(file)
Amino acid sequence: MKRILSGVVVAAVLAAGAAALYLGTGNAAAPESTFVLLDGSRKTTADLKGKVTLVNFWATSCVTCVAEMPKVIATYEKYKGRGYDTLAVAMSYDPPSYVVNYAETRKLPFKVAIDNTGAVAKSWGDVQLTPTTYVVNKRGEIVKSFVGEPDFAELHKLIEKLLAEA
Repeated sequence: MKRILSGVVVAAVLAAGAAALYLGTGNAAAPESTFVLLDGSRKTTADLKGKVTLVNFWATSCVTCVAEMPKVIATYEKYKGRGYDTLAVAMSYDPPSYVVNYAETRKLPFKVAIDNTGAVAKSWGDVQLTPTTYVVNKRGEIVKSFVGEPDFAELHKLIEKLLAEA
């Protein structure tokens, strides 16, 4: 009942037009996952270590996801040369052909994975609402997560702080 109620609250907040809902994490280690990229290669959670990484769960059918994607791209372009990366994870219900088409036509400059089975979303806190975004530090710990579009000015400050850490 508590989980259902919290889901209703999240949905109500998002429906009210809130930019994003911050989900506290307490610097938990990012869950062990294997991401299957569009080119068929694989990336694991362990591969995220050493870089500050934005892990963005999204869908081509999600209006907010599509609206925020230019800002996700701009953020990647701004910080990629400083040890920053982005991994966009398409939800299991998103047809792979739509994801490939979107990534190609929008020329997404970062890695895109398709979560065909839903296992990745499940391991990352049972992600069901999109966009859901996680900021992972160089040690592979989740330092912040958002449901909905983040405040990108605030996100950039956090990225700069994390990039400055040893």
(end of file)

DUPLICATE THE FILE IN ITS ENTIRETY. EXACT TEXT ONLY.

Amino acid sequence: MKRILSGVVVAAVLAAGAAALYLGTGNAAAPESTFVLLDGSRKTTADLKGKVTLVNFWATSCVTCVAEMPKVIATYEKYKGRGYDTLAVAMSYDPPSYVVNYAETRKLPFKVAIDNTGAVAKSWGDVQLTPTTYVVNKRGEIVKSFVGEPDFAELHKLIEKLLAEA
Repeated sequence: MKRILSGVVVAAVLAAGAAALYLGTGNAAAPESTFVLLDGSRKTTADLKGKVTLVNFWATSCVTCVAEMPKVIATYEKYKGRGYDTLAVAMSYDPPSYVVNYAETRKLPFKVAIDNTGAVAKSWGDVQLTPTTYVVNKRGEIVKSFVGEPDFAELHKLIEKLLAEA
């Protein structure tokens, strides 16, 4: 009942037009996952270590996801040369052909994975609402997560702080 109620609250907040809902994490280690990229290669959670990484769960059918994607791209372009990366994870219900088409036509400059089975979303806190975004530090710990579009000015400050850490 508590989980259902919290889901209703999240949905109500998002429906009210809130930019994003911050989900506290307490610097938990990012869950062990294997991401299957569009080119068929694989990336694991362990591969995220050493870089500050934005892990963005999204869908081509999600209006907010599509609206925020230019800002996700701009953020990647701004910080990629400083040890920053982005991994966009398409939800299991998103047809792979739509994801490939979107990534190609929008020329997404970062890695895109398709979560065909839903296992990745499940391991990352049972992600069901999109966009859901996680900021992972160089040690592979989740330092912040958002449901909905983040405040990108605030996100950039956090990225700069994390990039400055040893």